Insurance Post asked one of Hong Kong's most experienced insurance professionals about her latest role as CEO of Asia Insurance.
Winnie Wong, pictured, joined Hong Kong-headquartered general insurer Asia Insurance as CEO on 12 September 2016 after leaving Aon in March 2016 after 13 years.
Founded in 1959, Asia Insurance offers personal lines, including home, travel, motor and health, and commercial lines, such as protection for employees’ compensation, property, shops and offices.
The company has a head office in Central, Hong Kong with a further office in Sheung Wan. It also has overseas branches in Macau and Taiwan, with a representative office in Shenzhen.
Please describe your brief career history:
After being a group management trainee at Swire Pacific I joined RSA Hong Kong (now Allied World) in 1997 as an assistant general manager working across global, brokers, reinsurance and financial lines.
In 2003 I took an opportunity at Aon in Hong Kong to become director of global and risk managed accounts and was promoted to managing director of Aon Risk Solutions corporate division in 2008; in October 2012 I became CEO of Aon Hong Kong before joining Asia Insurance four years later.
This year I started as a council member of the Financial Services Development Council. I’m also a fellow member of the Chartered Insurance Institute and an associate in risk management at the Insurance Institute of America.
How many staff does Asia Insurance employ?
We employ approximately 220 staff.
What is Asia Insurance’s annual gross written premium?
Our annual GWP is over HK$1.2bn (£125m); the majority is placed through brokers and agents.
How are you developing your business and what are you investing in?
We are always open-minded in developing diverse business distribution channels and new strategic business partners. We continue to invest in our people, systems and process improvement so that we can provide best-in-class services to our clients. We will up-keep our prudent underwriting discipline and proactive claims management strategy so that clients can enjoy consistent, reliable and profesional services from us.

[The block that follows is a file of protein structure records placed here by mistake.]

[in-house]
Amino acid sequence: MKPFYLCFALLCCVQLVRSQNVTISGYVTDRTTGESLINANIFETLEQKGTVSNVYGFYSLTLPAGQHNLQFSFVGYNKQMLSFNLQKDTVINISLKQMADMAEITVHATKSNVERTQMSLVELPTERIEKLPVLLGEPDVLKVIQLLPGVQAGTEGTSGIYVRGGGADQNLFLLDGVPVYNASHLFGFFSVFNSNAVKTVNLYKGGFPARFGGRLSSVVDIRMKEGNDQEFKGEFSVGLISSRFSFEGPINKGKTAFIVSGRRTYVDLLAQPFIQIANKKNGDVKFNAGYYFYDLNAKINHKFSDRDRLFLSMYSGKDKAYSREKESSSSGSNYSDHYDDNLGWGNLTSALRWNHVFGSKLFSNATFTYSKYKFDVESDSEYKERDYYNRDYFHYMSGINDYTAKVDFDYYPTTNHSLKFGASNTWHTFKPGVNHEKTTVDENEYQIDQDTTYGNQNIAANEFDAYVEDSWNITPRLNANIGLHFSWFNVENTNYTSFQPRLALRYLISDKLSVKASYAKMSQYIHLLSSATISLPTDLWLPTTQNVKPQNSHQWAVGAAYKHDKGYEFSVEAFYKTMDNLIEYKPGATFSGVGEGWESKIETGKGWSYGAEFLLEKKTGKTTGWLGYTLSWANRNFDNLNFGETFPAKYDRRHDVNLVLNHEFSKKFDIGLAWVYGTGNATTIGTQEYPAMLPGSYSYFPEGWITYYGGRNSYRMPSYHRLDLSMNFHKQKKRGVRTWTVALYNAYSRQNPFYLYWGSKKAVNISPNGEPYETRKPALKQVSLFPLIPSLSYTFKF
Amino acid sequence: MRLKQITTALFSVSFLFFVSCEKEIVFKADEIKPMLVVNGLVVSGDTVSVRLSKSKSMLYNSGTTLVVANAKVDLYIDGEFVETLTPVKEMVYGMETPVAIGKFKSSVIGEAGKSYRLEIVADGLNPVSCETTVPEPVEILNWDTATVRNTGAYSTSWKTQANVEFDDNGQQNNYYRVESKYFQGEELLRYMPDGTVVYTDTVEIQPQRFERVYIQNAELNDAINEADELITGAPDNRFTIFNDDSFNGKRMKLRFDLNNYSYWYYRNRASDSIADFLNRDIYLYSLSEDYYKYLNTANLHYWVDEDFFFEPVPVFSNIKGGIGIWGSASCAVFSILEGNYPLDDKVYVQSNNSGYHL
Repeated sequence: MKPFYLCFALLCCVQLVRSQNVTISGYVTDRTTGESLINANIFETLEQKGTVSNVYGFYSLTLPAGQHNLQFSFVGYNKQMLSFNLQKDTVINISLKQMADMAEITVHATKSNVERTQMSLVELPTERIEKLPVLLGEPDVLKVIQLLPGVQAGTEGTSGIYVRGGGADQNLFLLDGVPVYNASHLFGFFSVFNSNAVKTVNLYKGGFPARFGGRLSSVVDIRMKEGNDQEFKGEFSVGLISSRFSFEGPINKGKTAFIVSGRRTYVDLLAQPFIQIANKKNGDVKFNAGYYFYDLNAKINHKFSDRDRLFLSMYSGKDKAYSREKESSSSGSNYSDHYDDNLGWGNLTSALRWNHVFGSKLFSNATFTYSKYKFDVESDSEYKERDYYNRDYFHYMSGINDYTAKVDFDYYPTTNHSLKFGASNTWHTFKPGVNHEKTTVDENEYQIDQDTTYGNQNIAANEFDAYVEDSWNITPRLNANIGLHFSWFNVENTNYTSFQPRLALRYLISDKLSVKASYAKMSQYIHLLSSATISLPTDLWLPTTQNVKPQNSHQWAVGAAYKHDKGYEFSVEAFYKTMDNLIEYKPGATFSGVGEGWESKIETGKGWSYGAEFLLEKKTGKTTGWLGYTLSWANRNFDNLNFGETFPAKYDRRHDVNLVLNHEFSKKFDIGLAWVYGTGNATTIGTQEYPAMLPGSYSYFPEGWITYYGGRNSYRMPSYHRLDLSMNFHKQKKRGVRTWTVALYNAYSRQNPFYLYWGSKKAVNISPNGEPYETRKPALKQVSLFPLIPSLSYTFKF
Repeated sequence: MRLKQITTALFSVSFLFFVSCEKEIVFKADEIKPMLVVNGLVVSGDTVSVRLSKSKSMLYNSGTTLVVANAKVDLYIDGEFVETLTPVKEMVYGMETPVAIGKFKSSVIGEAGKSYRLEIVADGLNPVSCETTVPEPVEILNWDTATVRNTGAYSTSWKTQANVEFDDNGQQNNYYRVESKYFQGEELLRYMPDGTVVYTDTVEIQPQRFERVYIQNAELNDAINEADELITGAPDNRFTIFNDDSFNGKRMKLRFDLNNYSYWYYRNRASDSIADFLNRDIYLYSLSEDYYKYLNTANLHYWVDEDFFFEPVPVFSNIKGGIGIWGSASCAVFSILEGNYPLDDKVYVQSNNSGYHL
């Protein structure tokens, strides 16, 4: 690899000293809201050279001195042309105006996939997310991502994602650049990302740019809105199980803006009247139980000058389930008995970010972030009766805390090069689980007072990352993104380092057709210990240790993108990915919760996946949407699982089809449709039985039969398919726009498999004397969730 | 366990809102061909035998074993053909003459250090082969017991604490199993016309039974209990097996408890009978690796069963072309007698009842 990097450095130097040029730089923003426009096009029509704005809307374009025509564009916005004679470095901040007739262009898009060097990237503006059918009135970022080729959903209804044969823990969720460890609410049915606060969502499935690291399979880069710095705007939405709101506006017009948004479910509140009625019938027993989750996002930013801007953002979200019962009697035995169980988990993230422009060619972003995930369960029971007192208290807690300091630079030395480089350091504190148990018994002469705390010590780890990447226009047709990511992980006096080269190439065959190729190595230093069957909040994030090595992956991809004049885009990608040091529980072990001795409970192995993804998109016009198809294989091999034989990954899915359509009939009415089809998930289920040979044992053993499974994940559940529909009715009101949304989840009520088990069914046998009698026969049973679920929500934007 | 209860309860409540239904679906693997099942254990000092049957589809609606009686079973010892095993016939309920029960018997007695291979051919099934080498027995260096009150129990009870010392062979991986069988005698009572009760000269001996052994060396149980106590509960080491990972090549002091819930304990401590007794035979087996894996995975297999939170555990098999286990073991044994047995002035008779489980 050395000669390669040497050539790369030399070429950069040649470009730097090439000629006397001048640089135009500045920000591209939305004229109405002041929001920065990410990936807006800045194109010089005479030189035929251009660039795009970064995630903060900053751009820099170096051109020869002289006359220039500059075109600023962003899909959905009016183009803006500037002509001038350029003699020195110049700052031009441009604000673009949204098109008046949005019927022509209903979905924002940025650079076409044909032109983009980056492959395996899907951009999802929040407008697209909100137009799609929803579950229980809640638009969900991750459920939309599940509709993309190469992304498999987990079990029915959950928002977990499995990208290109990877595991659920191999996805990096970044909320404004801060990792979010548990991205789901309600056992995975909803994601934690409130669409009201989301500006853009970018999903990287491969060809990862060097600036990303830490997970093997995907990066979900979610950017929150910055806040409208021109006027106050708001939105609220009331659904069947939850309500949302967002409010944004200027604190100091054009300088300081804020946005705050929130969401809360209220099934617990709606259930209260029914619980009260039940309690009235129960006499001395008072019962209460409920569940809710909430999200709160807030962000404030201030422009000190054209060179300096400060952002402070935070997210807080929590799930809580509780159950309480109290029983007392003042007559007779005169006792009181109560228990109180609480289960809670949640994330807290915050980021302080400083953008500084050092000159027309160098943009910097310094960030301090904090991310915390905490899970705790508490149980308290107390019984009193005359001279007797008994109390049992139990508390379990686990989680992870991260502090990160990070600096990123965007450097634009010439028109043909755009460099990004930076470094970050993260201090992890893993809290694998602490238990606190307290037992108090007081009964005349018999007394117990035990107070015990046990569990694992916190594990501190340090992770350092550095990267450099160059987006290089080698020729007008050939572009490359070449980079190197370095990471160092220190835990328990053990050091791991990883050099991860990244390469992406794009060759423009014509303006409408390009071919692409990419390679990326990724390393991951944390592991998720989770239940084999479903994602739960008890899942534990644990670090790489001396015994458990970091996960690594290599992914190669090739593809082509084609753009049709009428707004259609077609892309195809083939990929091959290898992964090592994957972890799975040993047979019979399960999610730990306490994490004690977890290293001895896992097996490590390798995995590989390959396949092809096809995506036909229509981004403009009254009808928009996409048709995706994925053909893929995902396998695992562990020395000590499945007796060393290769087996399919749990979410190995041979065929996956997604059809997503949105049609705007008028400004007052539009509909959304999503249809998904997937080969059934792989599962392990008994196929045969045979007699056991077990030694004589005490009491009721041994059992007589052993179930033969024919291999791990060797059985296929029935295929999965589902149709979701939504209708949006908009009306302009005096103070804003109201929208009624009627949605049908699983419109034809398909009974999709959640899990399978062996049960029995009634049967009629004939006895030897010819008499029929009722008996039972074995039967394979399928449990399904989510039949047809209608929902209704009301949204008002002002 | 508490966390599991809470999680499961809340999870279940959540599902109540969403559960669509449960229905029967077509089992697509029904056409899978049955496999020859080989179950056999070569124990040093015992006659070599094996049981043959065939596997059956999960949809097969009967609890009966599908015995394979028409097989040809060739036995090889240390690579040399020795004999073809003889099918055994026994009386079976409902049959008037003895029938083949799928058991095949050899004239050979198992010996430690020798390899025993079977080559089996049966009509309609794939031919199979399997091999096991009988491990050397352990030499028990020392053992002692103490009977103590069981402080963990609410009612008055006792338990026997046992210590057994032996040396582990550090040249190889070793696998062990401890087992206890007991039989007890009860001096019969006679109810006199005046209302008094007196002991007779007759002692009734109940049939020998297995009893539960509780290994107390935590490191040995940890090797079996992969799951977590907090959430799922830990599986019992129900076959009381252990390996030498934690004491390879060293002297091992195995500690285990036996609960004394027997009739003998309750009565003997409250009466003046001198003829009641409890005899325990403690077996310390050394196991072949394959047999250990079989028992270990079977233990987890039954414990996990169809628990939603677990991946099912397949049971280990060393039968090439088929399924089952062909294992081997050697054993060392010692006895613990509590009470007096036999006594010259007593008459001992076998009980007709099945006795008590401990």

How would you most like to see the Hong Kong insurance industry improve?
I helped work on the latest Financial Services Development Council insurance report which outlined ways the government can help improve conditions for the industry - our offerings included ideas to support brokers, captives, insurers, reinsurance firms and developing insurance talent. We believe Hong Kong is very well positioned to capitalise on its relationship with China and projects such as One Belt One Road.
You are one of the first carbon neutral insurers in Asia … when was this achieved and how do you improve on this?
In 2009 Asia Insurance became the first carbon-neutral insurance company in Greater China - awarded by Carbon Care Asia. Asia Insurance offsets all its emissions (709 tonnes of CO2) by sponsoring an afforestation and reforestation project on degraded lands in Sichuan, China.
Asia Insurance supports protection of the natural environment and the pursuit of sustainable economic activity for the future well-being of the planet. We take active steps to be a leader in environmental best practices, including – wherever possible – exceeding statutory and regulatory standards. We have a carbon footprint management strategy aimed at reducing our greenhouse gas emissions on an ongoing basis.
The company has been implementing continuous measurement and review of its emission profile since 2010. This enables the company to measure its carbon footprint and plan further reductions in carbon emissions every calendar year.
- SSP users experiencing further difficulties following last week's disruption
- Sedgwick UK shakes up leadership team after Cunningham Lindsey merger
- This week: Proceedings and premiums
- Insurance data could have been used in Leave campaign, claims whistleblower
- Ex-Das CEO Paul Asplin stands trial for fraud
- Cunningham Lindsey to be rebranded Sedgwick following acquisition
- Campaigners call for ONS to collate motor data for policymakers